Mount Rose Wilderness

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Mt. Rose is a newly established wilderness area northeast of Lake Tahoe in the state of Nevada. Access to this scenic area can be obtained from the Mt. Rose Highway (Hwy. 431). A wilderness permit is not required at this time. A campfire permit is required. For more information call Toiyabe National Forest, Carson Ranger District at (775) 882-2766.

How to Reach Trailheads:

There are four trails recognized within the Mt. Rose Wilderness. The only trail in the northern portion of the wilderness is the Hunter Creek Trail. Access to this trailhead is under negotiation so please call the Carson District Office for current instructions, (775) 882-2766.
To reach the Thomas Creek Trail you will need a four-wheel-drive vehicle. Take Timberline Road off the Mt. Rose Highway (State Route 431). After traveling 1.1 miles the road will cross a bridge and go in three directions - you want the road farthest to the right. Follow this road 3.7 miles to the trailhead.
The Jones Creek/Whites Creek Loop Trail has two trailheads. The easiest to access is in the north picnic area of Galena Creek Park. Galena Creek Park is located on State Route 431 and Highway 395. The other trailhead is located in Whites Canyon. Go 9/10 of a mile up Timberline Road off the Mt. Rose Highway (State Route 431). Just before you cross the first bridge you will see a break in the fence on the left side of the road. There will be signs on the fence post indicating that forest lies beyond the fence. You will need a four-wheel-drive vehicle with high clearance to travel this road. The trailhead is at the top of this road.
The most popular trail in the Mt. Rose Wilderness is the Mt Rose Trail. This trailhead is located on State Route 431 approximately 1/8 mile west of the Mt. Rose Campground turnoff. This trail ends at the top of Mt. Rose at an elevation of 10,774 feet.
The Ophir Creek Trail is in the area but not in the wilderness. One of its two trailheads is located at the west end of Tahoe Meadows off Highway 431 about a mile west of the Mt. Rose Campground turn off. Look for private property signs on the west side of the road next to a dirt driveway. The trail starts across the road from here. There is some limited parking on the south side of the highway. The other trailhead is located in Davis Creek Park. Approximately 17 miles south of Reno on Highway 395. Take the old 395 turnoff and follow the signs to Davis Creek Park.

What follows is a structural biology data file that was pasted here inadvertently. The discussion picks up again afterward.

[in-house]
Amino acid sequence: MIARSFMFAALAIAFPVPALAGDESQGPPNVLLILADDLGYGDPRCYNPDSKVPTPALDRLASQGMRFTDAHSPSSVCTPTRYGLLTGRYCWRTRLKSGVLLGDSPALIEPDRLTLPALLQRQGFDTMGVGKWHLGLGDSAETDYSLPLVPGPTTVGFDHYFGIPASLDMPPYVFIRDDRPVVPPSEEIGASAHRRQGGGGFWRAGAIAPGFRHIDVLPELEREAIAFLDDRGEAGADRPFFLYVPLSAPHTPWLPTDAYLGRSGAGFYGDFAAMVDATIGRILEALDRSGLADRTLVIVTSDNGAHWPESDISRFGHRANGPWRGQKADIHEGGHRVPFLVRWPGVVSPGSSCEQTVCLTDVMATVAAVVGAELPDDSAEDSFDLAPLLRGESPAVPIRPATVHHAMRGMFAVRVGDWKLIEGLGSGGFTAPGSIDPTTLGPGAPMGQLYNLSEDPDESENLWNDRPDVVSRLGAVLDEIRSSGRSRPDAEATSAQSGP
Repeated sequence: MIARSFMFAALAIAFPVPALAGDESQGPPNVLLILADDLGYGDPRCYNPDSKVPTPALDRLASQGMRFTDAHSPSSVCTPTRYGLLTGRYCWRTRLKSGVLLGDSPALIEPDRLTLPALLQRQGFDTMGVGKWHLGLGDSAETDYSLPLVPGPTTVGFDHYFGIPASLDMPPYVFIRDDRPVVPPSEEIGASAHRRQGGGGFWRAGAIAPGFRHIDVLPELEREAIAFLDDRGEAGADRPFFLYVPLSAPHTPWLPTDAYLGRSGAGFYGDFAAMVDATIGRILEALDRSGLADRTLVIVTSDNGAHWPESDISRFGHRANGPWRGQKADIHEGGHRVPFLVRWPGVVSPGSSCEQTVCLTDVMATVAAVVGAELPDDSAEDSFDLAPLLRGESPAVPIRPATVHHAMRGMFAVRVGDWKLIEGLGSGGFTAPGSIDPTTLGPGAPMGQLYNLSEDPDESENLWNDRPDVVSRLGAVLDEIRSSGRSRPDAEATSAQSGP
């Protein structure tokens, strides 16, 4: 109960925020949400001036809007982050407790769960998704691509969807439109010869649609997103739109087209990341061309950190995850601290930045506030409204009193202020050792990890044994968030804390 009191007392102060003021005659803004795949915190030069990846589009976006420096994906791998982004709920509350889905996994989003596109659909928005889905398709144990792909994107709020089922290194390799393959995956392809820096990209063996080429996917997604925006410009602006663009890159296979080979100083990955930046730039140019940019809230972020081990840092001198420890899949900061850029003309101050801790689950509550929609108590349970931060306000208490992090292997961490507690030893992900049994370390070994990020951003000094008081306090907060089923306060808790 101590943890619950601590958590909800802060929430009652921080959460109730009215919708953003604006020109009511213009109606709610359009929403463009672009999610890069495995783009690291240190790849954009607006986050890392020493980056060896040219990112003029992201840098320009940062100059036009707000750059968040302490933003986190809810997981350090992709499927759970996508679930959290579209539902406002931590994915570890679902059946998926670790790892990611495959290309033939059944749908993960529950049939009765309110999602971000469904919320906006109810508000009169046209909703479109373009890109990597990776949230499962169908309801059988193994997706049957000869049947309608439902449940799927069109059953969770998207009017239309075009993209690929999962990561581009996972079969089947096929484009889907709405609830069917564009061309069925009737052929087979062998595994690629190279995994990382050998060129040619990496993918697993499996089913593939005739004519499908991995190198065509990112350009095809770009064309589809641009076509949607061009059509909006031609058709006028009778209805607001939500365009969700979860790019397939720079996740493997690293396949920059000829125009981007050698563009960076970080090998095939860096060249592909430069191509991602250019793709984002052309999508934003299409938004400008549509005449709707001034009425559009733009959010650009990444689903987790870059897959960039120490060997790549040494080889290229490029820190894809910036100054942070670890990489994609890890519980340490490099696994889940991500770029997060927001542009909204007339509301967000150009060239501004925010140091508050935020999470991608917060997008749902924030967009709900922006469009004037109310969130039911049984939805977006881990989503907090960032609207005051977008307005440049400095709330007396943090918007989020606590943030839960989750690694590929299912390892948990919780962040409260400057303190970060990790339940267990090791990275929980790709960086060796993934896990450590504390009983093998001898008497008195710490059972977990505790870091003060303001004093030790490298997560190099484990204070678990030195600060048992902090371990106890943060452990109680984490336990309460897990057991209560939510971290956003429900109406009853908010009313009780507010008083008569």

Mount Rose Wilderness
Toiyabe National Forest
Carson Ranger District
(775) 882-2766


How to Get to Trails
Access to the Mt. Rose Wilderness is via the Mt Rose Trail (6 mi) located off of S.R. 431 near the summit. Jones/Whites Creek Trail (8 mi loop) trailhead is located at the north entrance to Galena Creek Park. Thomas Creek Trail (3 mi) is located at the end of Thomas Creek Road. Hunter Creek Trail (2 mi) trailhead is located in Caughlin Ranch Estates in Reno. The Mt. Rose Trail is the most traveled trail in the Mt. Rose Wilderness, receiving use of over 100 visitors per day and over 200 visitors per day on a weekend. For a more primitive wilderness experience, venture off on the Thomas Creek Trail.
About the Mt. Rose Wilderness
The Wilderness is a slice of wild country nestled between the two urban environments of Reno and Lake Tahoe and contains most of the high country of the Carson Range between Highways I-80 and SR 431. The wilderness is truly an "urban" wilderness with portions of its boundary running almost to the Reno city limits. Trails in the wilderness range from easy to difficult.
Special Note about Wilderness

* Campfire permits are required for all campfires and cookstoves.
* Camp 100 feet or more away from lakes or streams
* Motorized vehicles and equipment are prohibited.
* Mechanized equipment is prohibited. This includes bicycles, deer carts, and strollers.
* Many trails cross privately owned land. Please respect the rights and privacy of the landowners.
* When planning a trip into the wilderness, contact the Carson Ranger District for more information concerning low impact camping.

Many thanks to Karel Todd for her research!
Text courtesy of the US Department of Agriculture, US Forest Service.

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